The Legend of the Shi-sa

The Legend of the Shi-sa is part of what inspired my new novel, Scarlett & Aka: Imprint. Let’s look at the legend.

You’ve seen lion statues outside Chinese restaurants? Think of shi-sas as their cousins. Some people call them shi-shi, but that sounds ridiculous to me. We’re not talking about purse puppies with rhinestone collars and turquoise highlights.

Shi-sa statues can be found all over Okinawa on homes and places of business. Most are in pairs, one with an open mouth and one closed. People disagree on the significance of the open versus closed mouths, but you can think of it as the complementary roles of a shi-sa and her canine mate. Some shi-sa statues have a golden sphere under a front paw. While it looks like shi-sas are into soccer, the balls actually symbolize the goodness a shi-sa brings.

There are many versions of the story on how shi-sas came to be Okinawan protectors. Some say a little boy had a shi-sa amulet, while others say he was a king. According to legend, the amulet came to life and protected the people of a village near Naha, the southernmost city in Okinawa. There are further folktales of shi-sas protecting people from dragons, monsters, fires, and crop failure.

In the novel, I take the legend and make from it a race of supernatural canines who choose a human to partner with them in super powers. Here’s a little about the magic system in my novel:

Shi-sa warriors are female. Not male and not kings. Shi-sas are not stone. The lion-dog description is only that: a description. There’s no lion in them, despite having a couple of traits in common. Shi-sas are separate creations, supernatural and natural combined, much like human beings are physical while we also have an eternal part we refer to as our soul or spirit.

Shi-sas, warriors, and their small team of best friends and immediate family are adept at keeping secrets. They must be. Super powers could easily lead to unwanted celebrity, hampering their ability to move around a community undetected. Also, they wouldn’t want bad guys to know they were coming! Their role is to rescue, to solve, and to assist according to each pair’s special abilities. Being a thing of myth keeps them safe from prying eyes.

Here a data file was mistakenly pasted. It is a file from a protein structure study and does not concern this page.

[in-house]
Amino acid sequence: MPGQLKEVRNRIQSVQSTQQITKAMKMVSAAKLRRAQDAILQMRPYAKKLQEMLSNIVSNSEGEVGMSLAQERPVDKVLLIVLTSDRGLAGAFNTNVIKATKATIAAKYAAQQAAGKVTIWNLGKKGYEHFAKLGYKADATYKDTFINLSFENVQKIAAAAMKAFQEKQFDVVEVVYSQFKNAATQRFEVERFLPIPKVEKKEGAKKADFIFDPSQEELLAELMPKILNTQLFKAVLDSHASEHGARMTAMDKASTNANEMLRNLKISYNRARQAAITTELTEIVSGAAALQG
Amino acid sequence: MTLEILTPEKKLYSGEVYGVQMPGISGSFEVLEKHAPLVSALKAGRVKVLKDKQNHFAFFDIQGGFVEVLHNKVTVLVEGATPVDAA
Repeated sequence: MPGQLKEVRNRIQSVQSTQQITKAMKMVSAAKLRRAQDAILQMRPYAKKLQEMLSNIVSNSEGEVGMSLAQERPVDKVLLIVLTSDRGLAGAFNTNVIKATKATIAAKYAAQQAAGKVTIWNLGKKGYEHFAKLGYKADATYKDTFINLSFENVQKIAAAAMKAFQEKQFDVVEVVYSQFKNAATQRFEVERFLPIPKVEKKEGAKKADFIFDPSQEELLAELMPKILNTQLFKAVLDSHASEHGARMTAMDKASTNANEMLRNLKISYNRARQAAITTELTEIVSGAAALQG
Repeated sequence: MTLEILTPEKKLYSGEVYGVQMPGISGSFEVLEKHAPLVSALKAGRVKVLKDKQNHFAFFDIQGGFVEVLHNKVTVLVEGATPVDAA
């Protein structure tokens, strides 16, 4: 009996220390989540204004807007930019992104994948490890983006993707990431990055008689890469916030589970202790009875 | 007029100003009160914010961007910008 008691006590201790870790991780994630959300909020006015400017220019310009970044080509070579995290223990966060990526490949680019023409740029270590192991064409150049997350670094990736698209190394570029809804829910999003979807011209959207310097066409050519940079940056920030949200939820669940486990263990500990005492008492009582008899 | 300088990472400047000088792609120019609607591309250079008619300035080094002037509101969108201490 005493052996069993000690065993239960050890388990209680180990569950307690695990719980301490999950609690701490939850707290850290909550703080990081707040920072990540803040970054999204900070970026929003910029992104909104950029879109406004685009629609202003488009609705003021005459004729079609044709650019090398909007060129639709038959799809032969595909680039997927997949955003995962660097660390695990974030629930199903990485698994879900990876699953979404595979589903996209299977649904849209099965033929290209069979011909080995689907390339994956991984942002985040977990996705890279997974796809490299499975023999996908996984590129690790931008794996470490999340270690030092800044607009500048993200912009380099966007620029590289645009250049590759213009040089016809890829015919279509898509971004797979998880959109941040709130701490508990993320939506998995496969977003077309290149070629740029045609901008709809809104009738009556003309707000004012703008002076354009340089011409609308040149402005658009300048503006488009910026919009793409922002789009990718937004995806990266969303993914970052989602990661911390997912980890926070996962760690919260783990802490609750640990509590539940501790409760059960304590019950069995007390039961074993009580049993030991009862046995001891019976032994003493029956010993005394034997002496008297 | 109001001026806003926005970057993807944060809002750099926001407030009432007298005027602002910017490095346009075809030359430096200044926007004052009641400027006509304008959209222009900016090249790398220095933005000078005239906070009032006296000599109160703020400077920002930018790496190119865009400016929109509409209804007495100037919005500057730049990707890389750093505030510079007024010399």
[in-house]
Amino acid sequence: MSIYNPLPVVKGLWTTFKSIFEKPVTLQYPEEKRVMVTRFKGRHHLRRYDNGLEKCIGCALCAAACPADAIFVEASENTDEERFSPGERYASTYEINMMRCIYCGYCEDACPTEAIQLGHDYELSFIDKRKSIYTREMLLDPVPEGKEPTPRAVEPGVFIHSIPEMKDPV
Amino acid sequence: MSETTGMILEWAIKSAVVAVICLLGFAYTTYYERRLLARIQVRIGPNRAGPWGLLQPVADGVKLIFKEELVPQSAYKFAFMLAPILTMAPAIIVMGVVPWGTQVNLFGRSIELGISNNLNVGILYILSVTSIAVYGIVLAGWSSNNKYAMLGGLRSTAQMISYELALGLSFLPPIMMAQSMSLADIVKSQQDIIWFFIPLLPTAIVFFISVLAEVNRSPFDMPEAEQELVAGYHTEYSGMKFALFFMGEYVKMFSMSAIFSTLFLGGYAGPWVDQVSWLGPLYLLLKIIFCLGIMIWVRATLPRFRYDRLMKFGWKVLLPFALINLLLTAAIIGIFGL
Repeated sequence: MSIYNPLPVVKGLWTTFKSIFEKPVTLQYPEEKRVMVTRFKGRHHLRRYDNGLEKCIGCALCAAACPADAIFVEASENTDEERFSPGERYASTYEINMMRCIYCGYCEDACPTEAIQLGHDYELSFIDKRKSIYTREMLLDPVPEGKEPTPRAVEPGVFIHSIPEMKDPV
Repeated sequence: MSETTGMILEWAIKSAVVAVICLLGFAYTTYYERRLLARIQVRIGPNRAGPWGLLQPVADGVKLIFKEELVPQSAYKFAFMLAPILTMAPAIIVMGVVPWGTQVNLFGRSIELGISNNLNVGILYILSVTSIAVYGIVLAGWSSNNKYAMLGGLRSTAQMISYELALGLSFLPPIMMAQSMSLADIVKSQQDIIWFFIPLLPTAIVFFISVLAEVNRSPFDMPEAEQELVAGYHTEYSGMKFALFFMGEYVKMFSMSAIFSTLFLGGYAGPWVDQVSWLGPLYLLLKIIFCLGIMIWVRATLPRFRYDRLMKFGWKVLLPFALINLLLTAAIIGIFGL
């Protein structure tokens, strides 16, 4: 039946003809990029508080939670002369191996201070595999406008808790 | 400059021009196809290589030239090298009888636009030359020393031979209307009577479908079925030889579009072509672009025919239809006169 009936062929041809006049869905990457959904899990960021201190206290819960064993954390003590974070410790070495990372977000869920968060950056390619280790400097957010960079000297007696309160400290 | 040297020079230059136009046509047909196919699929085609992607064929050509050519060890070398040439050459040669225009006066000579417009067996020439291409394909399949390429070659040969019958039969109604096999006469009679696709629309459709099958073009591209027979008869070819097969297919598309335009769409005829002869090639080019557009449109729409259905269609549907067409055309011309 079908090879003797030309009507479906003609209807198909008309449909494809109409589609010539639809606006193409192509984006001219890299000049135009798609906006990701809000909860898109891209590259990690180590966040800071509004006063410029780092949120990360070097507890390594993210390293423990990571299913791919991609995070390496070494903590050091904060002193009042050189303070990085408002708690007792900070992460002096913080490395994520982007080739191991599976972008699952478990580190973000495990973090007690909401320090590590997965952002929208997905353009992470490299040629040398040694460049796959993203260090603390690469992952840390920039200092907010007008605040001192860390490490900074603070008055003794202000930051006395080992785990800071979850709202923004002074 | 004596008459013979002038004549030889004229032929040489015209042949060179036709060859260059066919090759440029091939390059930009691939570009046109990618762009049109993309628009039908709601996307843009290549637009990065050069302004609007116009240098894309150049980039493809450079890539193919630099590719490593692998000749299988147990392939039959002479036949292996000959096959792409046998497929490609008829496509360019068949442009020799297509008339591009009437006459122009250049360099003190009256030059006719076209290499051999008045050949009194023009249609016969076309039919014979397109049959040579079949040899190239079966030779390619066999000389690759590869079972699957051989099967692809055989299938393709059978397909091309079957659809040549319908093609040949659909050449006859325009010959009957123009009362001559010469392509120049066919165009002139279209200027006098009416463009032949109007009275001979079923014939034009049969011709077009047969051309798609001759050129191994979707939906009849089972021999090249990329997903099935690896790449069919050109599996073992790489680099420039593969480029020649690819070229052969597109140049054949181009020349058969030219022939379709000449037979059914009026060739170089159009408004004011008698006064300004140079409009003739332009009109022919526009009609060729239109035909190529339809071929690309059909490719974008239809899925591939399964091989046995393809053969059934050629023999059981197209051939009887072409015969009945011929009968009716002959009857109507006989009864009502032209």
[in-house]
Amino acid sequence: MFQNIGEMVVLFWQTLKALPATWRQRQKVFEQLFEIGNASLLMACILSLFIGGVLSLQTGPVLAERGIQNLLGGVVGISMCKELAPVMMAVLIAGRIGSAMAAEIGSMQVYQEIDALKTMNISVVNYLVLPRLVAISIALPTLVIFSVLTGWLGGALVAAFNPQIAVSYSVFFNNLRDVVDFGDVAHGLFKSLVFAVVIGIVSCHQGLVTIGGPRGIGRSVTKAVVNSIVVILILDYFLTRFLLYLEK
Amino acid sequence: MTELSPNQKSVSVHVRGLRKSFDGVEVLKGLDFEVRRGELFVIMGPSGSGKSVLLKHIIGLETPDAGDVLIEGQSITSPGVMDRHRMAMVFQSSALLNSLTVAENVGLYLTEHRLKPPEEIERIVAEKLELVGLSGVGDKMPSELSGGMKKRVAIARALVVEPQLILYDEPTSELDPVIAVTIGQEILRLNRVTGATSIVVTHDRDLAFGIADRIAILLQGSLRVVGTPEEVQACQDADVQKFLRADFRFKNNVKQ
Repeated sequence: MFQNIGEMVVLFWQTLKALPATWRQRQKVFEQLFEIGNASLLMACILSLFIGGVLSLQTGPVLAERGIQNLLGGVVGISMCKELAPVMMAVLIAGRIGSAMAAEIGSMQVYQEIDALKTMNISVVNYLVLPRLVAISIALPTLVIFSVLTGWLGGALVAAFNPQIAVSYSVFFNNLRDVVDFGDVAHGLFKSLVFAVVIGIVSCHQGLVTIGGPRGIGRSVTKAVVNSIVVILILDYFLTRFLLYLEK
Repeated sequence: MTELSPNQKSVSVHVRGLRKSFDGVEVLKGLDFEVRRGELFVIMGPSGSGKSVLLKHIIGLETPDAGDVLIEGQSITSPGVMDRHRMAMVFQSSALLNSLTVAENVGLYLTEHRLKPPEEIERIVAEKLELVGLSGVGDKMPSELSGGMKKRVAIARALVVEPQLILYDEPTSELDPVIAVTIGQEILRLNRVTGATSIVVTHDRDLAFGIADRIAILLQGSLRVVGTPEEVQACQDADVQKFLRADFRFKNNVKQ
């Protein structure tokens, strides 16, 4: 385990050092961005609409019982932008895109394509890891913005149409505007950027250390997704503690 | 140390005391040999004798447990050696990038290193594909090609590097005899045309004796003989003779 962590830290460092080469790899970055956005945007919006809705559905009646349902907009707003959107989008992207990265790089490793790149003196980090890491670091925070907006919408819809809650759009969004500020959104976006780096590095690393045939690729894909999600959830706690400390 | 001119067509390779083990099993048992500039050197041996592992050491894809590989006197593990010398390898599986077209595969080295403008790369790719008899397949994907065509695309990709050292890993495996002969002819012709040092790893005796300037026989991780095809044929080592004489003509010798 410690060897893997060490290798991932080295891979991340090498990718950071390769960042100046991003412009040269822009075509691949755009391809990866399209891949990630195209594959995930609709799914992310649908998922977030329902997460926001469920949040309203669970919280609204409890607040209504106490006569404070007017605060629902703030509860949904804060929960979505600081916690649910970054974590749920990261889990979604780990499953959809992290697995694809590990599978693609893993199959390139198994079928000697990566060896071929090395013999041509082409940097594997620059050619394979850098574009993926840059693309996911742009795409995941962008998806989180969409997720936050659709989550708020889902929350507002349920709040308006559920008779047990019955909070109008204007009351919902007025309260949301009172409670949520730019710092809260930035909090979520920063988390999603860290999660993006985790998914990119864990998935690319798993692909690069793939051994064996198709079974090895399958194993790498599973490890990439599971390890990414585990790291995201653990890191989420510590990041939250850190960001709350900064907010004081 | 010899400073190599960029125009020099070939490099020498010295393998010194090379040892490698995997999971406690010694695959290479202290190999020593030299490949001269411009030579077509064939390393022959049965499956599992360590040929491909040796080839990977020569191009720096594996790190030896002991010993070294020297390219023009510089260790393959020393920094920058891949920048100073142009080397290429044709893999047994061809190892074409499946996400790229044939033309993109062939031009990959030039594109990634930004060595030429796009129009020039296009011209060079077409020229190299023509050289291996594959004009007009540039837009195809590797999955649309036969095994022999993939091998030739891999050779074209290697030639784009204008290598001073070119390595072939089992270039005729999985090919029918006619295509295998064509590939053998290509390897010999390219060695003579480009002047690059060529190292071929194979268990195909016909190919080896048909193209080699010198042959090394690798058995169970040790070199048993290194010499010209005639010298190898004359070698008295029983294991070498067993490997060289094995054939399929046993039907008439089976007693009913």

The book is told from Scarlett’s point of view. She’s the human warrior imprinted by a shi-sa puppy the morning she arrives in Okinawa from the United States. She tells the story looking back at her time as warrior, introducing the book thus: “I’ve always thought there should be a manual for shi-sas and warriors. I am preparing to mentor the duo that comes after my shi-sa and me, and my doctor has prescribed bed rest, so it’s the perfect time to produce a guidebook. I’ve never read a memorable manual. I learn better from stories, so I’ll start by telling ours. You, a warrior in training or person in her inner circle, can glean what you need from our tale. When I moved to Okinawa, I had no idea of the legend, let alone the reality. May you walk into your role with more clues than I had.”

Pictured is my dog, Midori, who inspired Aka’s character, and one of our many shi-sa statues. She was a Labrador-Akita mix with deep empathy. I adopted her in Okinawa and often joked that she was actually an Okinawan shi-sa. If she sensed depression in someone, she wouldn’t leave their side. She was a powerful swimmer, and sometimes startled scuba divers when they surfaced offshore. She moved with me to the States, and back to Okinawa, and then to the States again to marry my husband. She died in 2015, before the first draft of Scarlett & Aka: Imprint was finished.

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